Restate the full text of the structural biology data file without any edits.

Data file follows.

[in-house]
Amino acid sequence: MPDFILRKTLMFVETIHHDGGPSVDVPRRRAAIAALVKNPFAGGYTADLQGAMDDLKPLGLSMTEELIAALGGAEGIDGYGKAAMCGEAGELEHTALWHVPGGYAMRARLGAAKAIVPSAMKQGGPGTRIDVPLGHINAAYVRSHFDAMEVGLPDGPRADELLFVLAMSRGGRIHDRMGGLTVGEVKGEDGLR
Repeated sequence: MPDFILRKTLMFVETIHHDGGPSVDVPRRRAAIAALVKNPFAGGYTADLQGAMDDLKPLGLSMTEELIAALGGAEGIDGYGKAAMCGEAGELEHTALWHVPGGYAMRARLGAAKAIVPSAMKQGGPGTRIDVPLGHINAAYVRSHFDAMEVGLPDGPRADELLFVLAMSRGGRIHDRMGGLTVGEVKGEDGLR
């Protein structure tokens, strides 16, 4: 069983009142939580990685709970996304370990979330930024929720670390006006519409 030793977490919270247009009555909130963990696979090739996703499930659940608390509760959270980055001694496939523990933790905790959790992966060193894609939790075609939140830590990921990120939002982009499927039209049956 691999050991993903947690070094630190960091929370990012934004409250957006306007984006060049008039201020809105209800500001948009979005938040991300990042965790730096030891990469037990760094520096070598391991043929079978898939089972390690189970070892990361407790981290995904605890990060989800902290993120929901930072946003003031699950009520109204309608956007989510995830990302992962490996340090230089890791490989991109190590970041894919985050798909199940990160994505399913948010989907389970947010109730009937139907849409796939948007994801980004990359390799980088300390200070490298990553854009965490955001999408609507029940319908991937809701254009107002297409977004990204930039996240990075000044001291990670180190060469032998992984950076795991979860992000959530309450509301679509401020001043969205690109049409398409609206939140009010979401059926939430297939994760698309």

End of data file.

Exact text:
[in-house]
Amino acid sequence: MPDFILRKTLMFVETIHHDGGPSVDVPRRRAAIAALVKNPFAGGYTADLQGAMDDLKPLGLSMTEELIAALGGAEGIDGYGKAAMCGEAGELEHTALWHVPGGYAMRARLGAAKAIVPSAMKQGGPGTRIDVPLGHINAAYVRSHFDAMEVGLPDGPRADELLFVLAMSRGGRIHDRMGGLTVGEVKGEDGLR
Repeated sequence: MPDFILRKTLMFVETIHHDGGPSVDVPRRRAAIAALVKNPFAGGYTADLQGAMDDLKPLGLSMTEELIAALGGAEGIDGYGKAAMCGEAGELEHTALWHVPGGYAMRARLGAAKAIVPSAMKQGGPGTRIDVPLGHINAAYVRSHFDAMEVGLPDGPRADELLFVLAMSRGGRIHDRMGGLTVGEVKGEDGLR
């Protein structure tokens, strides 16, 4: 069983009142939580990685709970996304370990979330930024929720670390006006519409 030793977490919270247009009555909130963990696979090739996703499930659940608390509760959270980055001694496939523990933790905790959790992966060193894609939790075609939140830590990921990120939002982009499927039209049956 691999050991993903947690070094630190960091929370990012934004409250957006306007984006060049008039201020809105209800500001948009979005938040991300990042965790730096030891990469037990760094520096070598391991043929079978898939089972390690189970070892990361407790981290995904605890990060989800902290993120929901930072946003003031699950009520109204309608956007989510995830990302992962490996340090230089890791490989991109190590970041894919985050798909199940990160994505399913948010989907389970947010109730009937139907849409796939948007994801980004990359390799980088300390200070490298990553854009965490955001999408609507029940319908991937809701254009107002297409977004990204930039996240990075000044001291990670180190060469032998992984950076795991979860992000959530309450509301679509401020001043969205690109049409398409609206939140009010979401059926939430297939994760698309």